Last Updated on November 5, 2023 by Lydia Martin
A corked wine is the most common problem when buying wines since its cork taint strips off the wine’s original taste and aroma.
Whether you’re a casual drinker or a seasoned sommelier, it is essential to identify a corked wine to avoid having an unpalatable drinking experience.
We will discuss how to tell if wine is corked and everything about this flaw so you can confidently enjoy drinking wine.
3 Ways To Tell If Your Wine Is Corked
1. Smell It
Cork taint has a distinct musty, moldy odor, often described as smelling like soggy cardboard, a wet dog, or a damp basement.
If you detect any of this smell from your wine, it’s likely a case of a wine being corked.
2. Taste It
Cork taint also affects the taste of wine, masking the wine’s authentic flavors and causing it to taste dull, muted, and lacking in flavor.
If you don’t pick up a vibrant or fruity taste from your wine as it usually would, it could also be a sign that it is corked.
3. Try A Corked Wine
Finally, you can try a corked wine to learn the smell and taste of a cork taint and be able to determine from that point forward.
You can also make a quick comparison of two exact wines, with one suspected as corked and the other as passable.
If there are any noticeable differences in aroma or taste, or if one bottle is noticeably worse or lacking, you can safely conclude that it is corked.
What Causes A Wine To Be Corked?
A corked wine is commonly caused by a tainted natural cork stopper contaminated explicitly by a chemical compound called TCA (2, 4, 6 – Trichloroanisole) .
Furthermore, TCA is a chemical reaction when natural cork fungi come into contact with chlorine or other chemicals used during sterilization as part of the entire manufacturing process.
What Happens When A Wine Is Corked?
The TCA in the cork will likely contaminate the wine once the tainted cork is inserted into the bottle and comes into contact with the liquid.
As a result, the wine will develop an unpleasant musty, moldy odor and a dull, muted taste, ruining your wine-drinking experience and, worse, making it entirely undrinkable.
On top of that, TCA can contaminate not just a single cork and liquid itself but also a whole batch of cork and a wine cellar, especially if let loose in the environment.
How Do You Fix It?
Unfortunately, a corked wine cannot be fixed or restored to its original flavor and aroma, and the best course of action is to reuse it in long-cooked dishes or discard it and open a new bottle.
“I cook with wine, sometimes I even add it to the food.”— W.C. Fields, American Comedian, Actor, Juggler, and Writer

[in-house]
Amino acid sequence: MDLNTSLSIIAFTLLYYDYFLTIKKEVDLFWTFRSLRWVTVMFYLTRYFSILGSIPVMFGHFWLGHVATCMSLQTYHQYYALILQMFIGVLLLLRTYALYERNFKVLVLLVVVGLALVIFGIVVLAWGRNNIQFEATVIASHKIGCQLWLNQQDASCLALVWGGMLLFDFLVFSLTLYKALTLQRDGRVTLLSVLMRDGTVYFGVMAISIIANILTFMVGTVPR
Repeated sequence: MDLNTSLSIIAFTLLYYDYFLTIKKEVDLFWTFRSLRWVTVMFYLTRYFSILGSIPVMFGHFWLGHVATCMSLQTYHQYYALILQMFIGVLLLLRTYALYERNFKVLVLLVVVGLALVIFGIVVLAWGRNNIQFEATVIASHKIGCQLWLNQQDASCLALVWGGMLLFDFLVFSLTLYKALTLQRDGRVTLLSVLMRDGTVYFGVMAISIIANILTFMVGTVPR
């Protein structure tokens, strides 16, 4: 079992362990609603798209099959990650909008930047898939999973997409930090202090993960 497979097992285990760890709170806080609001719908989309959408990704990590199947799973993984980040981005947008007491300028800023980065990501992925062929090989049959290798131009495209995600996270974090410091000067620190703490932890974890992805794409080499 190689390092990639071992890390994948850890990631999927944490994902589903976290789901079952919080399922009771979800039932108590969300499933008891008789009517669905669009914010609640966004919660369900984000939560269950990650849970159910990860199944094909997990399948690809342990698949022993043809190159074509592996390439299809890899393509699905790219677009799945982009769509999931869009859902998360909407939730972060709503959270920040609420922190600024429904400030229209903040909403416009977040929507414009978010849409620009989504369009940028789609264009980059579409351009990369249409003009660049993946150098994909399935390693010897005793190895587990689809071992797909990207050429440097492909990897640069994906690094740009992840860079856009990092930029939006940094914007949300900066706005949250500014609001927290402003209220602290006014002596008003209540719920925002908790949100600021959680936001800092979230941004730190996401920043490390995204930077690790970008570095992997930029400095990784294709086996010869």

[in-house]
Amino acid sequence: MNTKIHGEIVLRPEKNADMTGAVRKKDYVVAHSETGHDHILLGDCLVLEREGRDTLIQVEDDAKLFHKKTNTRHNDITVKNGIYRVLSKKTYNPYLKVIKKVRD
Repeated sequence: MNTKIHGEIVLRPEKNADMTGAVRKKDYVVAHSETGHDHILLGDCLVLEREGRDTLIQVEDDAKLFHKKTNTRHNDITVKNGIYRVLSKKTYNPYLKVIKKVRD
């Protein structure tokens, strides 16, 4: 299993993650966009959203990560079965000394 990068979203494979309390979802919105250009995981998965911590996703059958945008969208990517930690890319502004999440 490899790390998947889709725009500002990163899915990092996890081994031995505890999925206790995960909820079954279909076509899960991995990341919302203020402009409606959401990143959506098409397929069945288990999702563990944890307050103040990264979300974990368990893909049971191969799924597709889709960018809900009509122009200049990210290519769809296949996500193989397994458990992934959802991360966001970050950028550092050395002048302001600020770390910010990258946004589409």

On the good side, restaurants will replace your corked wine with a fresh one, while some wineries or retailers may be willing to replace or refund your corked wine bottle.
Can You Still Drink It?
Corked wine is generally safe to drink  and will only give an unpleasant smell and dull taste due to the presence of TCA, spoiling your wine-drinking experience.
Regardless, the transparency of the cork taint varies depending on the concentration of TCA and the drinker’s sensitivity to the chemical compound.
How Common Is Corked Wine?
Corked wine is a common case for wine bottles that use natural cork stoppers and is generally estimated to be between 2% to 5%.
However, it’s becoming less common as winemakers increasingly adopt alternative closures, such as synthetic corks or screw caps, to reduce the risk of TCA contamination.
Furthermore, several cork manufacturers have implemented quality control measures to reduce the risk of TCA contamination in their products.
What does corked mean in wine?
The “corked” term refers to a wine that comes into contact with a TCA-contaminated cork stopper, in contrast to the common belief that it is several tiny pieces of cork floating in the wine.
Can wine with a screw top be corked?
Ideally, screw tops can’t get corked since TCA naturally occurs in natural cork stoppers, and screw tops are made of metal or plastic.
However, that is not to say that screw tops have immunity to TCA. They’re only less susceptible and can still be contaminated, particularly when stored alongside corked wines.
Is corked wine ruined?
Corked wine can be considered ruined or flawed, at least for wine enthusiasts, since the TCA contamination robs away the wine’s original taste and aroma, making it unenjoyable to drink.
Corked wine is a term used to describe a wine contaminated by a chemical compound called TCA (2, 4, 6 – Trichloroanisole) present in the tainted cork.
Furthermore, TCA significantly detracts from the quality of wine regarding taste and aroma, making it unappealing to drink.
Finally, while corked wine can be safely ingested, it will give a flat, muted taste, and no viable solutions can fix the cork taint in the wine.